The largest shadows will be cast during this week’s Group of Seven (G7) leaders’ meeting by two nations that were not even invited to the Hiroshima gathering: China and Russia.
Officials believe that as the leaders of the world’s leading democracies gather for three days beginning Friday in the western Japanese city, they will need to overcome some of their own divisions in order to show unity in the face of threats from Beijing and Moscow.
Divisions within the G7 appear to be the most notable over China, multiple officials told Reuters, with countries grappling on how to warn against what they see as China’s threat to global supply chains and economic security without completely alienating a powerful and important trade partner.
The G7 countries — the United States, Japan, Germany, the United Kingdom, France, Canada and Italy — are all closely tied economically to China, the world’s second-largest economy and a key global manufacturing base and market.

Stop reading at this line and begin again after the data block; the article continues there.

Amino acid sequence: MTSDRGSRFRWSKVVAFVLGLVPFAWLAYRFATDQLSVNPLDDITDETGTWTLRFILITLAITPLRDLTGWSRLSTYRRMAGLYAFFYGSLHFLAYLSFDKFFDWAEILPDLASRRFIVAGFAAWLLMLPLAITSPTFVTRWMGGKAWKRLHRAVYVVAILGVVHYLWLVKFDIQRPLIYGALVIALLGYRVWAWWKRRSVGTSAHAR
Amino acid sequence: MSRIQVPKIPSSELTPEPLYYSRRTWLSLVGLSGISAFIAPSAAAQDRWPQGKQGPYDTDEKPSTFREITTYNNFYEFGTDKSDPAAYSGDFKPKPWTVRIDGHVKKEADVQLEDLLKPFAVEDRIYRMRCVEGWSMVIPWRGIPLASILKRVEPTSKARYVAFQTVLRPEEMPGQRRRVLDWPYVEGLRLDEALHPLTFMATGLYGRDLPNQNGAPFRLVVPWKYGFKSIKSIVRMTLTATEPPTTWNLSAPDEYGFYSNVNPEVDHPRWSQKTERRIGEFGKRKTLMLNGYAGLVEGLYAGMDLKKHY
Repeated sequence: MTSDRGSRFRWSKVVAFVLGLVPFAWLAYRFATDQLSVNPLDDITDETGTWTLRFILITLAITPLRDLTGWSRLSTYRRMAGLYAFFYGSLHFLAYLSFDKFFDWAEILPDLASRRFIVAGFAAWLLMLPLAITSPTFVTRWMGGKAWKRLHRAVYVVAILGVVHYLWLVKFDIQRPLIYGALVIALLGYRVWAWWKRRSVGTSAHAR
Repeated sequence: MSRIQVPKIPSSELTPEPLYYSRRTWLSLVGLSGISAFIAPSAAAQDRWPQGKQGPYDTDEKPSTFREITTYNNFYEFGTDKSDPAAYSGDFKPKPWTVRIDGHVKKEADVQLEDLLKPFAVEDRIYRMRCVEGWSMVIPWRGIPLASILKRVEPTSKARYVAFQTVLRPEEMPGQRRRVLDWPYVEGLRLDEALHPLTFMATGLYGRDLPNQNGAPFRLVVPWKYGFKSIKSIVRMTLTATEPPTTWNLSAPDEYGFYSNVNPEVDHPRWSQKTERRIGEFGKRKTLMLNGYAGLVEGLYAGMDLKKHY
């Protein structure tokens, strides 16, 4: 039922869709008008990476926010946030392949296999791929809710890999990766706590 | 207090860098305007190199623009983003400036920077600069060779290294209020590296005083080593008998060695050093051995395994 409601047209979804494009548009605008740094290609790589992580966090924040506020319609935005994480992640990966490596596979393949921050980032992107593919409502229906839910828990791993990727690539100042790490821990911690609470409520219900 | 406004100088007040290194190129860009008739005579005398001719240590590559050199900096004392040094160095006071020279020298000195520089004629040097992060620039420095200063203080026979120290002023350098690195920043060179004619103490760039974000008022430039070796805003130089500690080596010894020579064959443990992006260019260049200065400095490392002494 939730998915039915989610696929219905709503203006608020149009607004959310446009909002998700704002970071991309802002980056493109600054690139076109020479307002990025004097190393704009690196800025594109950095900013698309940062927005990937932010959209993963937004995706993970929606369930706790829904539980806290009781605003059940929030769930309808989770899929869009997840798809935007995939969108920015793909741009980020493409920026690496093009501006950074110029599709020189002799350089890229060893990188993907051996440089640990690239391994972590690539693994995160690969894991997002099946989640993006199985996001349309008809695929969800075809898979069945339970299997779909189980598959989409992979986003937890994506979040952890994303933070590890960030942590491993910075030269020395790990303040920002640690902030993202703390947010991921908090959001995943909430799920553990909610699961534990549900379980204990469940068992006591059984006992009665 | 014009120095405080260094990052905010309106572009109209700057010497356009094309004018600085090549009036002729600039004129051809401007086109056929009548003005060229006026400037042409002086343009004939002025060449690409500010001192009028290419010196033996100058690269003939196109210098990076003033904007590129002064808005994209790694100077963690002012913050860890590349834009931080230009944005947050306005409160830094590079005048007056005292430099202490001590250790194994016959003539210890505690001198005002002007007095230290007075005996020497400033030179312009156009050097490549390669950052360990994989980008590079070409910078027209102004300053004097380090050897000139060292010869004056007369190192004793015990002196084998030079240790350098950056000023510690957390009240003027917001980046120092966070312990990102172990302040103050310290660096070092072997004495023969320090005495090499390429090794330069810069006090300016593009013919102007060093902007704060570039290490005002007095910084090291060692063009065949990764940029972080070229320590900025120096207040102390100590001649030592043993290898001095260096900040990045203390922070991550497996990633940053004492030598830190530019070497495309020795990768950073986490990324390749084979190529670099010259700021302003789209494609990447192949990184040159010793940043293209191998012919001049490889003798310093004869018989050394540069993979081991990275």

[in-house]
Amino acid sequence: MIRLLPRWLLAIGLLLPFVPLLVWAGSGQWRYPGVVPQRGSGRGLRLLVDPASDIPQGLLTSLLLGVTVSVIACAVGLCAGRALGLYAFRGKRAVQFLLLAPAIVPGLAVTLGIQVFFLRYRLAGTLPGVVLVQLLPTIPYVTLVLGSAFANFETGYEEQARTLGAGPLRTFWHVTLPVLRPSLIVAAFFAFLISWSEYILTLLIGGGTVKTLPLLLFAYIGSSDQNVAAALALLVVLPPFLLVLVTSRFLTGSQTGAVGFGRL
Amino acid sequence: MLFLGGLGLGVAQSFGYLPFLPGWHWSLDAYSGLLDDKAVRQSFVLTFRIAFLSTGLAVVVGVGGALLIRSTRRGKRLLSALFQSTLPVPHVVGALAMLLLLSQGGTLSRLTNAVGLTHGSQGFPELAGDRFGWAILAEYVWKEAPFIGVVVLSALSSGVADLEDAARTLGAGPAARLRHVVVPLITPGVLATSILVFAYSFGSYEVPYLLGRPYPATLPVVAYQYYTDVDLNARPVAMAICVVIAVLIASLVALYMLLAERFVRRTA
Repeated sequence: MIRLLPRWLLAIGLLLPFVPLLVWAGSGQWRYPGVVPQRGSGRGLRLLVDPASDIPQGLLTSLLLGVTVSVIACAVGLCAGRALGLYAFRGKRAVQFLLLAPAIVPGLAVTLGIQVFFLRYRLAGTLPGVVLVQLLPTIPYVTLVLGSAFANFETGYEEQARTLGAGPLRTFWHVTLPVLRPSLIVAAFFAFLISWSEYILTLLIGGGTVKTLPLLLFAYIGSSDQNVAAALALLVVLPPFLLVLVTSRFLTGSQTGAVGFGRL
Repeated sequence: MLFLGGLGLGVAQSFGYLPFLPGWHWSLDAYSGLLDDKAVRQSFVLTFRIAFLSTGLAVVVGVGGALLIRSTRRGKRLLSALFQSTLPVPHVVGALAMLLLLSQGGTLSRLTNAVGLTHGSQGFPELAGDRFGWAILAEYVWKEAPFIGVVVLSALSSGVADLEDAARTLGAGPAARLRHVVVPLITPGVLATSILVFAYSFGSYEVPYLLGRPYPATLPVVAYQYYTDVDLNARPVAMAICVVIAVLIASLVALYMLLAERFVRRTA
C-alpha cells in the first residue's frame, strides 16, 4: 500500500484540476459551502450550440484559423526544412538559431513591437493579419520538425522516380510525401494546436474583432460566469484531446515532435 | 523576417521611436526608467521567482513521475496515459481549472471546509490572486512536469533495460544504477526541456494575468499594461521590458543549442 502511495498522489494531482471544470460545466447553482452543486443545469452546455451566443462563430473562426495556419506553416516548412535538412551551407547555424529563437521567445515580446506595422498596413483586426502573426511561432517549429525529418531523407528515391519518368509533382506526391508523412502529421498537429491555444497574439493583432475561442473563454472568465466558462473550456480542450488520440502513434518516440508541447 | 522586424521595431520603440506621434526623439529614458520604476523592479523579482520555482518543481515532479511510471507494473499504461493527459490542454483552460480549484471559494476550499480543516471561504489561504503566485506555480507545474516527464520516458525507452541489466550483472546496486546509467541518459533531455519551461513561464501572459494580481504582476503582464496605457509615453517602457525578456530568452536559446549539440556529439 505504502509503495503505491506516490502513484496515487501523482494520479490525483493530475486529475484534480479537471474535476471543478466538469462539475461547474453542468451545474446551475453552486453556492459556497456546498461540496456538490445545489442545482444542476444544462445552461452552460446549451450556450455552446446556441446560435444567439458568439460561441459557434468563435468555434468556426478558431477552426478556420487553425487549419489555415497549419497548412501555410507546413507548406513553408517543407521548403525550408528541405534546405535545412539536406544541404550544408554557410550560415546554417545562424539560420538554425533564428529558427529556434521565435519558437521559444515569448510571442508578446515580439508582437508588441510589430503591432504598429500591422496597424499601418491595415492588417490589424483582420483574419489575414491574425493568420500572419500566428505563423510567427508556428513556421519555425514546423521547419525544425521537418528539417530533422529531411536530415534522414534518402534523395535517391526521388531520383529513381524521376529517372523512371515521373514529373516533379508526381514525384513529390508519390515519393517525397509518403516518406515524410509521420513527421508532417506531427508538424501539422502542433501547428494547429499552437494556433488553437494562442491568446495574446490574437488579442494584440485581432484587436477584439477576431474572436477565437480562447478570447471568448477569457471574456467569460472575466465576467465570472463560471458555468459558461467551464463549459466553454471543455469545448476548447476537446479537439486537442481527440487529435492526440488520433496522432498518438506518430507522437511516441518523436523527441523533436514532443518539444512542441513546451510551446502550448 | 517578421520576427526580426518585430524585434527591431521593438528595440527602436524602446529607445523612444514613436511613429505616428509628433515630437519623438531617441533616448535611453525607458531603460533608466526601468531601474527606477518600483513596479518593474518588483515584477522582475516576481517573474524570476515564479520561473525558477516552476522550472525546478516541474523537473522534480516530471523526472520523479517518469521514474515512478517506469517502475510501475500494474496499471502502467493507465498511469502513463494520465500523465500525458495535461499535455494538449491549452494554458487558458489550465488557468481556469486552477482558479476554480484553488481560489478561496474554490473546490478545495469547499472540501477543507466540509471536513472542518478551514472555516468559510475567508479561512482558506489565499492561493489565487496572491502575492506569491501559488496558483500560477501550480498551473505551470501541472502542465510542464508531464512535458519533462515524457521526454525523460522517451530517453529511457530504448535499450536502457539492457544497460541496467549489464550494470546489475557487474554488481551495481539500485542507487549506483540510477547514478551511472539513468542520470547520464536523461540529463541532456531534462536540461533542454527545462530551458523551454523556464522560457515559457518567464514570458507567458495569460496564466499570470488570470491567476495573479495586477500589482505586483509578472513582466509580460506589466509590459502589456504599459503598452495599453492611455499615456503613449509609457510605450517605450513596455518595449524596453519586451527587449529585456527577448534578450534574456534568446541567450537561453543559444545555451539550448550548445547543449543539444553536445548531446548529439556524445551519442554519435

How the G7 will deal with the “great power competition” is an important issue for the summit, said Narushige Michishita, a professor at the National Graduate Institute for Policy Studies (GRIPS) in Tokyo.
“They have to address economic security and how to deal with sensitive technologies,” Michishita said. “Everything is part of the great power competition that is taking place between the United States and Russia, and the United States and China.”
Their differences on China were put in sharp focus after French President Emmanuel Macron visited Beijing last month and called for the European Union to reduce its dependence on the United States.
A senior U.S. administration official told Reuters this week the summit would show leaders unified behind a common approach to China, although he acknowledged it was “one of the more complex issues” for the meeting.